United States District Court, S.D. Indiana, Indianapolis Division
LOWELL B. SMITH, Plaintiff,
WEXFORD MEDICAL COMPANY, Defendant.
ENTRY GRANTING MOTION FOR SUMMARY JUDGMENT ON
DEFENDANT'S AFFIRMATIVE DEFENSE OF EXHAUSTION
EVANS BARKER, JUDGE.
December 3, 2018, Plaintiff Lowell Smith filed his original
complaint alleging that his constitutional rights were
violated while he was incarcerated at the Plainfield
Correctional Facility. Specifically, he alleged that in
October 2018, Wexford and its employees refused to provide
treatment to him for Hepatitis C.
Wexford Medical Company (properly known as “Wexford of
Indiana, LLC;” hereinafter referred to as
“Wexford”) seeks dismissal of this action through
summary judgment on the basis that Mr. Smith failed to
exhaust his available administrative remedies as required by
the Prison Litigation Reform Act (“PLRA”), 42
U.S.C. § 1997e(a), before filing this lawsuit. Mr. Smith
responded. Wexford was given a period of time in which to
file a reply in support of its motion for summary judgment or
to otherwise comply with the Entry of April 29, 2019. No.
further reply was submitted.
reasons explained below, Defendant's motion for summary
judgment, dkt. , is granted.
Standard of Review
motion for summary judgment asks the Court to find that a
trial is unnecessary because there is no genuine dispute as
to any material fact and, instead, the movant is entitled to
judgment as a matter of law. See Fed. R. Civ. P.
56(a). As the current version of Rule 56 makes clear, whether
a party asserts that a fact is undisputed or genuinely
disputed, the party must support the asserted fact by citing
to particular parts of the record, including depositions,
documents, or affidavits. Fed.R.Civ.P. 56(c)(1)(A). A party
can also support a fact by showing that the materials cited
do not establish the absence or presence of a genuine dispute
or that the adverse party cannot produce admissible evidence
to support the fact. Fed.R.Civ.P. 56(c)(1)(B). Affidavits or
declarations must be made on personal knowledge, set out
facts that would be admissible in evidence, and show that the
affiant is competent to testify on matters stated.
Fed.R.Civ.P. 56(c)(4). Failure to properly support a fact in
opposition to a movant's factual assertion can result in
the movant's fact being considered undisputed, and
potentially in the grant of summary judgment. Fed.R.Civ.P.
deciding a motion for summary judgment, the Court need only
consider disputed facts that are material to the decision. A
disputed fact is material if it might affect the outcome of
the suit under the governing law. Williams v.
Brooks, 809 F.3d 936, 941-42 (7th Cir. 2016). “A
genuine dispute as to any material fact exists ‘if the
evidence is such that a reasonable jury could return a
verdict for the nonmoving party.'” Daugherty v.
Page, 906 F.3d 606, 609-10 (7th Cir. 2018) (quoting
Anderson v. Liberty Lobby, Inc., 477 U.S. 242, 248
summary judgment, a party must show the Court what evidence
it has that would convince a trier of fact to accept its
version of the events. Gekas v. Vasilades, 814 F.3d
890, 896 (7th Cir. 2016). The moving party is entitled to
summary judgment if no reasonable fact-finder could return a
verdict for the non-moving party. Nelson v. Miller,
570 F.3d 868, 875 (7th Cir. 2009). The Court views the record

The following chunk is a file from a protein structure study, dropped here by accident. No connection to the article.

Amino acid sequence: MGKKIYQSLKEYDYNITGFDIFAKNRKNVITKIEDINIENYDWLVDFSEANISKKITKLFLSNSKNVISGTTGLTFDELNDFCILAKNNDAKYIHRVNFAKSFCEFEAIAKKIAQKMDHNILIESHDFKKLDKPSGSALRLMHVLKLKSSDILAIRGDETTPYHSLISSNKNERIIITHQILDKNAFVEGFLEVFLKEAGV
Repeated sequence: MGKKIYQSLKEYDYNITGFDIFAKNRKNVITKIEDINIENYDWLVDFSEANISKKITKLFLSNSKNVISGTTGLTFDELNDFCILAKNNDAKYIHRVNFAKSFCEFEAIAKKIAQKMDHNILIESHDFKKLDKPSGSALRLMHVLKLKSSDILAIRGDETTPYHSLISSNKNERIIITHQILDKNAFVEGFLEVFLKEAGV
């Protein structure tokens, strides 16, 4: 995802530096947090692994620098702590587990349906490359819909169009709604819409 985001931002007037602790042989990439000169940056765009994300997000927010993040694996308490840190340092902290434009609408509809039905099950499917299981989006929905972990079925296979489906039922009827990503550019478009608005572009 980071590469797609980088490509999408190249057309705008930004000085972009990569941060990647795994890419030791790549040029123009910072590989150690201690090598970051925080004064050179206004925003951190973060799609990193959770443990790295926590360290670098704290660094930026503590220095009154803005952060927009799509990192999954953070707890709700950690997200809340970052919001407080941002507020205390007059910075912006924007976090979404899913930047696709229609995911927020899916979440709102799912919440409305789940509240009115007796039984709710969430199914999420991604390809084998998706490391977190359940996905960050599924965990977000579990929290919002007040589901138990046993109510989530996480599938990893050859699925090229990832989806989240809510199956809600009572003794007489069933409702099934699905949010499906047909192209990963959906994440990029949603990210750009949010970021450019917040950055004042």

in the light most favorable to the non-moving party and draws
all reasonable inferences in that party's favor.
Skiba v. Illinois Cent. R.R. Co., 884 F.3d 708, 717
(7th Cir. 2018). It cannot weigh evidence or make credibility
determinations on summary judgment because those tasks are
left to the fact-finder. Miller v. Gonzalez, 761
F.3d 822, 827 (7th Cir. 2014). The Court need only consider
the cited materials, Fed.R.Civ.P. 56(c)(3), and the Seventh
Circuit Court of Appeals has repeatedly assured the district
courts that they are not required to “scour every inch
of the record” for evidence that is potentially
relevant to the summary judgment motion before them.
Grant v. Trustees of Indiana University, 870 F.3d
562, 573-74 (7th Cir. 2017).
the standard set forth above, the following facts are
Smith is an inmate in the custody of Plainfield Correctional
Facility and the the Indiana Department of Correction's
(IDOC) offender grievance process is available to him. Dkt.
32 at ¶ 3. The purpose of the offender grievance process
is to provide administrative means by which inmates may
resolve concerns and complaints related to the conditions of
their confinement at their current institution. Id.
The grievance procedures at the Plainfield Correctional
Facility are noted in the inmate handbook and are provided to
inmates upon their arrival at the Plainfield Correctional
Facility as well as available to them in both Law Libraries
in the facility. Id.
grievance process consists of four stages. Id. at
¶ 4. First, an offender must attempt to resolve the
grievance informally through officials at the facility. The
informal grievance process is interactive and requires the
offender to communicate and work with staff for an
appropriate period of time, along with giving staff a
reasonable period of time to respond to the grievance.
Id. at ¶ 4(a).
informal grievance process is unsuccessful, the offender must
file a Level 1 formal grievance. This includes the submission
of a Level 1 Grievance Form to the facility's Grievance
Specialist. Dkt. 32 at ¶ 4(b).
finding has been given to the Level 1 formal grievance, the
offender may then decide if the grievance has been satisfied.
If the decision made on the Level 1 grievance is not
satisfactory, he may ...